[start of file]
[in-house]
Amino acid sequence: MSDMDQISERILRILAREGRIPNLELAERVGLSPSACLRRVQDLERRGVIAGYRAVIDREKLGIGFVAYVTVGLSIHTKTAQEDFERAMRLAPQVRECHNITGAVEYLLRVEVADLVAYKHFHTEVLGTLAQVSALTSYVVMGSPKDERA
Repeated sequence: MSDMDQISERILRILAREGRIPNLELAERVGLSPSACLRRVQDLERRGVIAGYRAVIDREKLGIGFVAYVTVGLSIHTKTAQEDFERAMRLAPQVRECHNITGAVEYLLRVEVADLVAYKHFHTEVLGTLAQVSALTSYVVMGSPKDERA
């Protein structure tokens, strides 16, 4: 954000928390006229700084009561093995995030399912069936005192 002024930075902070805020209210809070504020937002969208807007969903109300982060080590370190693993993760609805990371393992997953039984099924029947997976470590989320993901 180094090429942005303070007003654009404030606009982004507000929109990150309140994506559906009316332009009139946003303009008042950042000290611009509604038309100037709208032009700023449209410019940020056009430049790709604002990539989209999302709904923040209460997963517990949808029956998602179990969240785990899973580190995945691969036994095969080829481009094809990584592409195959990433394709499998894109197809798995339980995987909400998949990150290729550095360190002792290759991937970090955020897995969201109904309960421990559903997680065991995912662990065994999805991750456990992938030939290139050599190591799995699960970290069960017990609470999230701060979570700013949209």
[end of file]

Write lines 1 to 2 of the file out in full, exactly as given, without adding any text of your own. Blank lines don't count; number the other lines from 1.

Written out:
[in-house]
Amino acid sequence: MSDMDQISERILRILAREGRIPNLELAERVGLSPSACLRRVQDLERRGVIAGYRAVIDREKLGIGFVAYVTVGLSIHTKTAQEDFERAMRLAPQVRECHNITGAVEYLLRVEVADLVAYKHFHTEVLGTLAQVSALTSYVVMGSPKDERA